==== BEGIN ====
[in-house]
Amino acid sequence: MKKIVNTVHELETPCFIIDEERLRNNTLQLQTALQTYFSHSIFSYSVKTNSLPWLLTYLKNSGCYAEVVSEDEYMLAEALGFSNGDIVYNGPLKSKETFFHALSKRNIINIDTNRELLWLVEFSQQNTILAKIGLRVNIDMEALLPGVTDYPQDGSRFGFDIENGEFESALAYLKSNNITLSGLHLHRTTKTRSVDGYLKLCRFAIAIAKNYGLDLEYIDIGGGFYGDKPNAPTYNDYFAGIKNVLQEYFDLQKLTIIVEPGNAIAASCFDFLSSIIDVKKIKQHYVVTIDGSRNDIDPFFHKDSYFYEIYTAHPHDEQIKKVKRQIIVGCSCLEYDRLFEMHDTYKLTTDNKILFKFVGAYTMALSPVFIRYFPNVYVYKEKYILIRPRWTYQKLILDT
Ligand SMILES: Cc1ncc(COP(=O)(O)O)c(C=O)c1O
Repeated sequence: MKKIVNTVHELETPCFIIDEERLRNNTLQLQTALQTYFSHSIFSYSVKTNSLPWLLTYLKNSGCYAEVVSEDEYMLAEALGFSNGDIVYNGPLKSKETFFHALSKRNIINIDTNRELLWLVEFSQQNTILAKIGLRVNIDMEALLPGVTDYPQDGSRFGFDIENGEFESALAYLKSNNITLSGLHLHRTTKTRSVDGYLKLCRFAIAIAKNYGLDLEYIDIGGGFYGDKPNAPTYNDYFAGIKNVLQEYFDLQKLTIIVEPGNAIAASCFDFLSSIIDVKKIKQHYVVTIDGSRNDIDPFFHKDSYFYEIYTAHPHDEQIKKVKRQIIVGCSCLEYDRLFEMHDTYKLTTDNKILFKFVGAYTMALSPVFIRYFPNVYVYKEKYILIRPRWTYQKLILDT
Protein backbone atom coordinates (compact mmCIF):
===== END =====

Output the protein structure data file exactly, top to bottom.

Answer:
[in-house]
Amino acid sequence: MKKIVNTVHELETPCFIIDEERLRNNTLQLQTALQTYFSHSIFSYSVKTNSLPWLLTYLKNSGCYAEVVSEDEYMLAEALGFSNGDIVYNGPLKSKETFFHALSKRNIINIDTNRELLWLVEFSQQNTILAKIGLRVNIDMEALLPGVTDYPQDGSRFGFDIENGEFESALAYLKSNNITLSGLHLHRTTKTRSVDGYLKLCRFAIAIAKNYGLDLEYIDIGGGFYGDKPNAPTYNDYFAGIKNVLQEYFDLQKLTIIVEPGNAIAASCFDFLSSIIDVKKIKQHYVVTIDGSRNDIDPFFHKDSYFYEIYTAHPHDEQIKKVKRQIIVGCSCLEYDRLFEMHDTYKLTTDNKILFKFVGAYTMALSPVFIRYFPNVYVYKEKYILIRPRWTYQKLILDT
Ligand SMILES: Cc1ncc(COP(=O)(O)O)c(C=O)c1O
Repeated sequence: MKKIVNTVHELETPCFIIDEERLRNNTLQLQTALQTYFSHSIFSYSVKTNSLPWLLTYLKNSGCYAEVVSEDEYMLAEALGFSNGDIVYNGPLKSKETFFHALSKRNIINIDTNRELLWLVEFSQQNTILAKIGLRVNIDMEALLPGVTDYPQDGSRFGFDIENGEFESALAYLKSNNITLSGLHLHRTTKTRSVDGYLKLCRFAIAIAKNYGLDLEYIDIGGGFYGDKPNAPTYNDYFAGIKNVLQEYFDLQKLTIIVEPGNAIAASCFDFLSSIIDVKKIKQHYVVTIDGSRNDIDPFFHKDSYFYEIYTAHPHDEQIKKVKRQIIVGCSCLEYDRLFEMHDTYKLTTDNKILFKFVGAYTMALSPVFIRYFPNVYVYKEKYILIRPRWTYQKLILDT
Protein backbone atom coordinates (compact mmCIF):